A shrewd small business owner is always scouring the horizon, looking for proverbial dark clouds that threaten to upend the landscape of supply and demand.
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However, an even shrewder small business owner is always scouring the horizon, looking for real dark clouds that threaten to upend the landscape with high winds and torrential rain.
Although no business is safe from Mother Nature's fury, major storms such as hurricanes and Nor'easters are particularly damaging to small business. Nearly 40% of small businesses close after a disaster, according to the Federal Emergency Management Agency.
And if a storm shutters a small business, there's a good chance it stays shuttered for good. Only 25% of businesses that close due to a major disaster ever reopen, according to the Institute for Business & Home Safety.
Although those statistics are admittedly bleak, it's not impossible to weather a terrible storm.
Irma: An Unwanted Visitor
"It's all about having a plan," said Roberto Torres, owner of Black & Denim, a boutique clothing store with 3 locations in Tampa.
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Torres was one of the thousands of small business owners who found themselves in the crosshairs of Hurricane Irma as the storm made landfall in Florida on September 10, 2017.
Although Torres had an emergency plan ready to go, he was hopeful he wouldn't need it. "They were saying it was going to turn and go out the Atlantic," Torres added. "But as the storm neared, the track changed and we knew that wasn't going to happen."
In Miami, restaurateur Graziano Sbroggio was also hoping for the best but preparing for the worst. As the owner of 7 restaurants, including Spris Pizzeria, a hotspot in Miami Beach, he survived Hurricane Andrew in 1992, and knew preparation would be critical. "We prepared as much as we could," he said.
Meanwhile, the Columbia Restaurant Group also rapidly put its contingency storm plans in place. "With the hurricane spanning the width of Florida, all 13 of our restaurants were in harm’s way," explained Michael Kilgore, the firm's Marketing Director. "Our executive team was meeting daily to monitor developments and to tweak our plan on the fly."
About 48 hours ahead of impact, all of these small business owners - and many others - shifted into high gear.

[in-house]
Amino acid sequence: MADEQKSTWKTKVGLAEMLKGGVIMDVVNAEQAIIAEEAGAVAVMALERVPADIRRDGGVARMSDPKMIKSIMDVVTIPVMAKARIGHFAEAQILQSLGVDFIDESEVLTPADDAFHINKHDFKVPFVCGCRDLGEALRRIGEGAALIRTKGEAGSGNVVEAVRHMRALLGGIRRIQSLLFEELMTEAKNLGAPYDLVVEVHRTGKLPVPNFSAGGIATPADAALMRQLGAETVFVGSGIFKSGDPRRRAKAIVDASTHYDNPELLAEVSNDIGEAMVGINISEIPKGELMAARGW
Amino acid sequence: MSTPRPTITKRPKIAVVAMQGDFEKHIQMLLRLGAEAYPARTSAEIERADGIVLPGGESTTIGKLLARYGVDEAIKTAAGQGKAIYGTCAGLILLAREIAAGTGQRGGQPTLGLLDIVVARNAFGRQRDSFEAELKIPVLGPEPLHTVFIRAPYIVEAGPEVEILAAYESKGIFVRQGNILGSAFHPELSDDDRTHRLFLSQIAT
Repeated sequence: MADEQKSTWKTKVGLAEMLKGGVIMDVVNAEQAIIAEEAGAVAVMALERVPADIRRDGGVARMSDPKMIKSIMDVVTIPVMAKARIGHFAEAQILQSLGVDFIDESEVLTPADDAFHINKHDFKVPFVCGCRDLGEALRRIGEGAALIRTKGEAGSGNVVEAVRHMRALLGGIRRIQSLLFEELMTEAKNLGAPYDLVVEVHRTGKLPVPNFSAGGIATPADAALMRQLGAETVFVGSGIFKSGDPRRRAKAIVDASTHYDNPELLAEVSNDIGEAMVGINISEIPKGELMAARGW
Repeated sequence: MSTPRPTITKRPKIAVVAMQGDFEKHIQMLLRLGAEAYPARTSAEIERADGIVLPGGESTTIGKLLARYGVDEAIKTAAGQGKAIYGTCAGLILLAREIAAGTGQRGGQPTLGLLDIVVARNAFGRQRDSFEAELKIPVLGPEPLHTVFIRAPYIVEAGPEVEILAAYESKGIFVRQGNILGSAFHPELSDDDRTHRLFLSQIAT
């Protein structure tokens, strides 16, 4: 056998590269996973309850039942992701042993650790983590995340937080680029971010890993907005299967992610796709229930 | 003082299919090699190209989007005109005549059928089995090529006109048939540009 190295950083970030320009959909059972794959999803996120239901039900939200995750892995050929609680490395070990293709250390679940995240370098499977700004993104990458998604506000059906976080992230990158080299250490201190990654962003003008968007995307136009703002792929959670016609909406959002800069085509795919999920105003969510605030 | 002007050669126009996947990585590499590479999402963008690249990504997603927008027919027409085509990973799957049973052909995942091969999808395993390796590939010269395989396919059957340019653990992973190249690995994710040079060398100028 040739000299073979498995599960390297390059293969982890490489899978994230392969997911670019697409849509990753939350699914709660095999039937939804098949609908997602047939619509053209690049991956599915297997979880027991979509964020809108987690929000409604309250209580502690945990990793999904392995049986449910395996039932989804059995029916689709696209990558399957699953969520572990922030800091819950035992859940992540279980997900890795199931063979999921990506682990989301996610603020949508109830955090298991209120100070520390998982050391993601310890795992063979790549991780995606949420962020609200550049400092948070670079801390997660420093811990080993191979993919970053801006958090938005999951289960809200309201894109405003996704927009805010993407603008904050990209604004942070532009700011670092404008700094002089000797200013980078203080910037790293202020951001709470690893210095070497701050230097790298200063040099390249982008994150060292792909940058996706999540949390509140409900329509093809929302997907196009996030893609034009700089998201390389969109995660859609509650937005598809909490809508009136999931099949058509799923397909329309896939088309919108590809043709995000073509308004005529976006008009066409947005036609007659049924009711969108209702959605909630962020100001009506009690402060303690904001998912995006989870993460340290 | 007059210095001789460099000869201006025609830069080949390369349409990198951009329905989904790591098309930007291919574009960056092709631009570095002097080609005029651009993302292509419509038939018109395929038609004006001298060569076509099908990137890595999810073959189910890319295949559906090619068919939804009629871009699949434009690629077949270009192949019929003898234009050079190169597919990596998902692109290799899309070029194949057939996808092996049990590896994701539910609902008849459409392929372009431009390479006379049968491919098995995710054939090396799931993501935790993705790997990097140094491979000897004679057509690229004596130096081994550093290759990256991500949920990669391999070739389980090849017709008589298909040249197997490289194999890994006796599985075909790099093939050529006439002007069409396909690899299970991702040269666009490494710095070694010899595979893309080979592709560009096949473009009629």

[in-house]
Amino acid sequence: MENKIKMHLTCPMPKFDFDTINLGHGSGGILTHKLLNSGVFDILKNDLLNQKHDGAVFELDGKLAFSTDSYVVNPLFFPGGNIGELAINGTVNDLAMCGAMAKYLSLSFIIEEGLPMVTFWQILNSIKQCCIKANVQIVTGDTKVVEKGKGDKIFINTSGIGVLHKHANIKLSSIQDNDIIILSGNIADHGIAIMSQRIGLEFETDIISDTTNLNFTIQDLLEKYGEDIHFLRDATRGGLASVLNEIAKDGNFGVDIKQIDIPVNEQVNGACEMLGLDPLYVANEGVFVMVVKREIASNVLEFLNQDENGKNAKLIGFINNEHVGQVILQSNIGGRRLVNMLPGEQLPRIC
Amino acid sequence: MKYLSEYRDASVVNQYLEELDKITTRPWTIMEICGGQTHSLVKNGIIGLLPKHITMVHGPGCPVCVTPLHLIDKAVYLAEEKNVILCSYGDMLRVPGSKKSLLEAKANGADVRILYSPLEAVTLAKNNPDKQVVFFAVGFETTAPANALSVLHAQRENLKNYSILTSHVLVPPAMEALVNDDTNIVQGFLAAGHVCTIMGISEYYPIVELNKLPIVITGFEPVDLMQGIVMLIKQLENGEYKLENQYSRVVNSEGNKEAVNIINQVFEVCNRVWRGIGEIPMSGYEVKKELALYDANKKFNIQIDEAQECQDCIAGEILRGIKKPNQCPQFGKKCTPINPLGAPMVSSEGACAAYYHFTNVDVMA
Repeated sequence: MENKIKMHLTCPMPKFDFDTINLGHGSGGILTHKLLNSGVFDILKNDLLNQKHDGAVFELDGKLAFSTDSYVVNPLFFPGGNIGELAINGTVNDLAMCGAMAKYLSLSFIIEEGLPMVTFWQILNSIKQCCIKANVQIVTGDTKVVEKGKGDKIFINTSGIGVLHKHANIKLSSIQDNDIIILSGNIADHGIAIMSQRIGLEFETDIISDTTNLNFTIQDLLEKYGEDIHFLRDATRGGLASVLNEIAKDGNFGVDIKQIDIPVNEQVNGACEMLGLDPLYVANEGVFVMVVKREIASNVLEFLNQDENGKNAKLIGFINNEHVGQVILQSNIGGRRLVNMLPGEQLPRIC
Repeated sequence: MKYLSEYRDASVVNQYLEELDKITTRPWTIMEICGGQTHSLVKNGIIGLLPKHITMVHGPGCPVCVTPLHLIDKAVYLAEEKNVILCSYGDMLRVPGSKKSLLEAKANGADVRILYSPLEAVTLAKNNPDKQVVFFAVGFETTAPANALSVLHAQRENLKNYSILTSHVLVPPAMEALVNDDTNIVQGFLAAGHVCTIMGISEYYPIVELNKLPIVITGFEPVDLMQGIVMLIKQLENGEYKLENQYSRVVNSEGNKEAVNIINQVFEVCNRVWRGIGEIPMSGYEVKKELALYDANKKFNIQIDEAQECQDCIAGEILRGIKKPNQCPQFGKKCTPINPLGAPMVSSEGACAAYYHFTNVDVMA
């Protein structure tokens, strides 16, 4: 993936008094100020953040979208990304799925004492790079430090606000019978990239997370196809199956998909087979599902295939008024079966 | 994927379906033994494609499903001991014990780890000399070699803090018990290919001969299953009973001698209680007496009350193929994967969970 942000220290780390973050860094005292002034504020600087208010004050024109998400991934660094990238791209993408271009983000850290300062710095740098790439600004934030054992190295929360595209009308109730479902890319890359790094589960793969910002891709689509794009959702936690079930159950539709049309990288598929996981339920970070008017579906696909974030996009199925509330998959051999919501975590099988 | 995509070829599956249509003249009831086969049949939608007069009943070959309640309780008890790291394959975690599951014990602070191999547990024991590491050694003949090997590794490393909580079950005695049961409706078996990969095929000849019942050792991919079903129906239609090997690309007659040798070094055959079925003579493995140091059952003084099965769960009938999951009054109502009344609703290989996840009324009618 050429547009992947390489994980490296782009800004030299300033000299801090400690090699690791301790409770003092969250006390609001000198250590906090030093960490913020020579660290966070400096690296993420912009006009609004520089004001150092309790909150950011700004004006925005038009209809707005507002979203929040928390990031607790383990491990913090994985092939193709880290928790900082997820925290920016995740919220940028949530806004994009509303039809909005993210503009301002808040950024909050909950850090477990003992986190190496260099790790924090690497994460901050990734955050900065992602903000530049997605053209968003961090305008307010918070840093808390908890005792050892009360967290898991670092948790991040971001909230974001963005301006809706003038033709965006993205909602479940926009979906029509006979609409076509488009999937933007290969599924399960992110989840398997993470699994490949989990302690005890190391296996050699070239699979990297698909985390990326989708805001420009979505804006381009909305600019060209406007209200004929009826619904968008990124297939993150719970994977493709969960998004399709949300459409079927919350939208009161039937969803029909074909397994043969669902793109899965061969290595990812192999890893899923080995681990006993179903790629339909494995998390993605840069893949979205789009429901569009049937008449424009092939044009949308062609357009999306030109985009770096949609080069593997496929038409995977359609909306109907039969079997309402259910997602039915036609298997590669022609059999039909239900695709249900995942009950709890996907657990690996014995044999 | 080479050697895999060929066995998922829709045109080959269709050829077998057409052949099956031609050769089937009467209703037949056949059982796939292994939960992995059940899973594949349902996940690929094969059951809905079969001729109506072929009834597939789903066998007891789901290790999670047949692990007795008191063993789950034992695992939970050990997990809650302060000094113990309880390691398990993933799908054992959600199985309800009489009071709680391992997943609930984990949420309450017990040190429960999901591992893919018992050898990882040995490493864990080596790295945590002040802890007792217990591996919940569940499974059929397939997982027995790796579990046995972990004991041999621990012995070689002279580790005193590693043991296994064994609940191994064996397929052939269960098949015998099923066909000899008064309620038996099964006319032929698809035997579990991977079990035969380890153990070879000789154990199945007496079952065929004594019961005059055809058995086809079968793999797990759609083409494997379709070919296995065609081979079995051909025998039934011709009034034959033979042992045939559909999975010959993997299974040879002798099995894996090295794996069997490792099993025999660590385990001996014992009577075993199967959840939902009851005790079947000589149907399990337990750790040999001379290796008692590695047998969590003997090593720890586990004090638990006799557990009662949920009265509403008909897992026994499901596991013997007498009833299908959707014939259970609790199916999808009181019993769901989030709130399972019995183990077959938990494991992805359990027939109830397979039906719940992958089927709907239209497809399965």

Knowing their human resources were their most valuable resources, they all made the welfare of their employees priority one. We implemented an internal communications tree," Kilgore explained, for efficient and fast messaging before, during and after the storm.
The owners also gathered supplies needed to secure their businesses.
Because two of his stores are located in Tampa's historic district, Torres knew the panes of his windows were a top priority. Too fragile to withstand hurricane force winds, he spent a lot of time and money boarding up the glass.
Sbroggio took down awnings, and brought everything inside that wasn't bolted down. "I've done this before, and in the days before a hurricane, everyone lends a hand." The restaurant owners also tested their generators, critical in the event of a power outage.
As the storm approached, the atmosphere grew tense. Everyone closed well in advance of landfall, and as the hour of impact drew near, these small business owners hunkered down in their homes with family and friends. "That's all we could do." Torres said.
The Moment Arrives
For much of Florida, the worst of the storm hit Sunday night and early Monday morning. At the storm's midpoint, Sbroggio spoke of an eerie quiet interrupted by the sounds of tornado alarms. Torres remembered tree limbs from high above snapping and crashing to the ground.
Although some small businesses were devastated by Irma, the preparation and the prayers paid off for these entrepreneurs. The biggest challenge for all of them involved downed power lines and the impact of not having electricity for several days.
For Graziano Sbroggio and the Columbia Restaurant Group, those generators tested ahead of the storm powered refrigerators that prevented food from going bad. Food costs can be one of the most difficult costs to manage in the best of weather, let alone a hurricane.
At Black & Denim power loss shuttered stores for 3 days. "In the end we lost thousands of dollars in sales," Torres admitted, “But nothing that couldn't be managed. I feel like we dodged a bullet."
According to FEMA, out of 859 businesses that responded to the Florida Economic Opportunity Department survey, 724 (84.3%) small businesses lost sales due to Hurricane Irma, with 208 (24.2%) unable to open their primary business location, at least temporarily.
When asked how they were able to make it through the storm relatively unscathed, Graziano Sbroggio, Roberto Torres and Michael Kilgore, all agreed that the plans they made long before the storm ever appeared on any radar screen played a central role in their success.
"We were very fortunate," said Kilgore, who recommended small businesses make a checklist so every action that needs to be taken before a storm is spelled out clearly. It also ensures small but important details are not overlooked.
"Carry the proper insurance and keep important documents accessible," said Torres, who felt insurance provided him with some peace of mind.
"Also keep cash handy," Sbroggio added. "And of course, pray!"
Lee Howard is a freelance writer who has been covering finance, consumer and business news for more than 20 years. A graduate of Monmouth University, he's also a playwright and script writer of documentaries.